What is the system you are on? Is it a 64 bit OS? Is your JRE 64 bit compatible? Is JProfiler 64 bit compatible?
With 64 bit machines you can have much more memory than 32 bit machines. Problem with this is that many applications are just 32 bit programs running in a 64 bit shell, so they can only see the 32 bit addressed memory, and they can't get to the rest that the system has available.
As Jeanne wrote, Task Manager (and any other operating system-based tool that reports process memory usage) reports the memory used by the java process. This includes the amount of heap allocated, the code for the JVM, the data structures used by the JVM, and so on.
Java-based tools, such as JConsole, VisualVM, and JProfiler, report on heap usage. This is always a subset of the full memory used by the java process.
There is no way to control the non-heap portion of the JVM memory because that is already handled automatically by the operating system as the C/C++ code that makes up the JVM allocates/deallocates structures referenced by pointers.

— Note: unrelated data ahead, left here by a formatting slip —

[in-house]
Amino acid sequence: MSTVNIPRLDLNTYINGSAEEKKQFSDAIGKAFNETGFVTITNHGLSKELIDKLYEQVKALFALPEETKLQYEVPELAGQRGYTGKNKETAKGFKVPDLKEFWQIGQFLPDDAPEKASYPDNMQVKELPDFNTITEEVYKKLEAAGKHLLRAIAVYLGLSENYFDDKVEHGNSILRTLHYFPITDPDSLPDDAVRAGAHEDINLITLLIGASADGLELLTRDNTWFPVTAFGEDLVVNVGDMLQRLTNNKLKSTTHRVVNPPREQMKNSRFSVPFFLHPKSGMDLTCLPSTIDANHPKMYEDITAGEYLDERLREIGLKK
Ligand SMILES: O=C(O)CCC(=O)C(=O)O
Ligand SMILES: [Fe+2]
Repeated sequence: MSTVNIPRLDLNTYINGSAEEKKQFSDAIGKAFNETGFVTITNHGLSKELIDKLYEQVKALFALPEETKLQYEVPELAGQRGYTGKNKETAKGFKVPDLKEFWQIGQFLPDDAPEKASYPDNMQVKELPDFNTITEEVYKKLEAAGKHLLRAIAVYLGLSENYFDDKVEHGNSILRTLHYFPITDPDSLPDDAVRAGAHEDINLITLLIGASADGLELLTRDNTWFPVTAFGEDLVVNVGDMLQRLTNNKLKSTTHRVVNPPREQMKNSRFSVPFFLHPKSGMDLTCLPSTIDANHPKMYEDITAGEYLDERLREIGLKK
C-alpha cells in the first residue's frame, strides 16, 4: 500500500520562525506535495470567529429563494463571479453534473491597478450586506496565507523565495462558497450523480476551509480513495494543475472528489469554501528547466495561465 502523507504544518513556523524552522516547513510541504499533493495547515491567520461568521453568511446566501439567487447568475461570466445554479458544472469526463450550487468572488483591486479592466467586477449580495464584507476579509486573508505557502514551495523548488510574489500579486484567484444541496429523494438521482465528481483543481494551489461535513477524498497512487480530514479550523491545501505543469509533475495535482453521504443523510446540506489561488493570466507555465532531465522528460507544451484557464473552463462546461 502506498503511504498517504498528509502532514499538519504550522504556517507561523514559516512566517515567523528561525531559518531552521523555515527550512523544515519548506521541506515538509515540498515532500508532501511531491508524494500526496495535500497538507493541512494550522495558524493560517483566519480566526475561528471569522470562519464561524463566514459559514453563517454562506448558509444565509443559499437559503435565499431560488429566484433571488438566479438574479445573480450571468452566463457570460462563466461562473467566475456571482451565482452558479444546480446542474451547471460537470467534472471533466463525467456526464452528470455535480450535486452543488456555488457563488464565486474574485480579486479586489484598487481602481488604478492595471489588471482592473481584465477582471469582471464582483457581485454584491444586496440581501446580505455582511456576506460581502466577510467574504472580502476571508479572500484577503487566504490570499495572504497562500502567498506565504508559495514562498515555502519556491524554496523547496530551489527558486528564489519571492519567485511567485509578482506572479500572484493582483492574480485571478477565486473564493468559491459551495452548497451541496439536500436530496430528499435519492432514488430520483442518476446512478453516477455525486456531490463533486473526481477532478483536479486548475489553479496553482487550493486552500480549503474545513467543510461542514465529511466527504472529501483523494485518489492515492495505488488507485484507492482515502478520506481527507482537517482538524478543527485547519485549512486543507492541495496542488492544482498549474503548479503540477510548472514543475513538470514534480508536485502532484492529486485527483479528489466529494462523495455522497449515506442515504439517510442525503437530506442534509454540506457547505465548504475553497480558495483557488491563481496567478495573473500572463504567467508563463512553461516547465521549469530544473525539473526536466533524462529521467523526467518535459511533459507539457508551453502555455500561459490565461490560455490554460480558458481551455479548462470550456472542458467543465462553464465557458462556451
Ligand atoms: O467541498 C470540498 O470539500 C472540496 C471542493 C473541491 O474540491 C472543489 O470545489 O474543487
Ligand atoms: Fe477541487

The bug you referenced appears to be more about perceptions that reality. Yes, doing what was suggested can effect working set memory usage, but has no bearing on commit memory (man, I hope I have these terms correct, it has been quite a while since I delved deeply into Windows memory management).
As a basic example, if the JVM asks Windows for 200MB to allocate the heap, Windows marks 200MB of memory (in this case, RAM-size + page-file-size) as reserved (committed), but physically gives the JVM only a small chunk. This small chunk is what is reported in Task Manager as used memory. Then as the JVM uses more and more of the heap, Windows gives it more and more of its allocation of the 200MB. Typically, the full 200MB is never marked as in-use because a full GC will take place well before you get there.
The suggested fix in the reported bug is, after GC, to get Windows to mark the unused heap as not in-use. But note that the memory will still be marked as reserved - that is as part of committed memory.
In Windows, when the committed memory for all process hits the maximum system memory (RAM + page file), you get an out of memory error from Windows.
As I said, it has been a while since I studied Windows memory allocation in depth, so take the above with a grain of salt, but that is what I remember.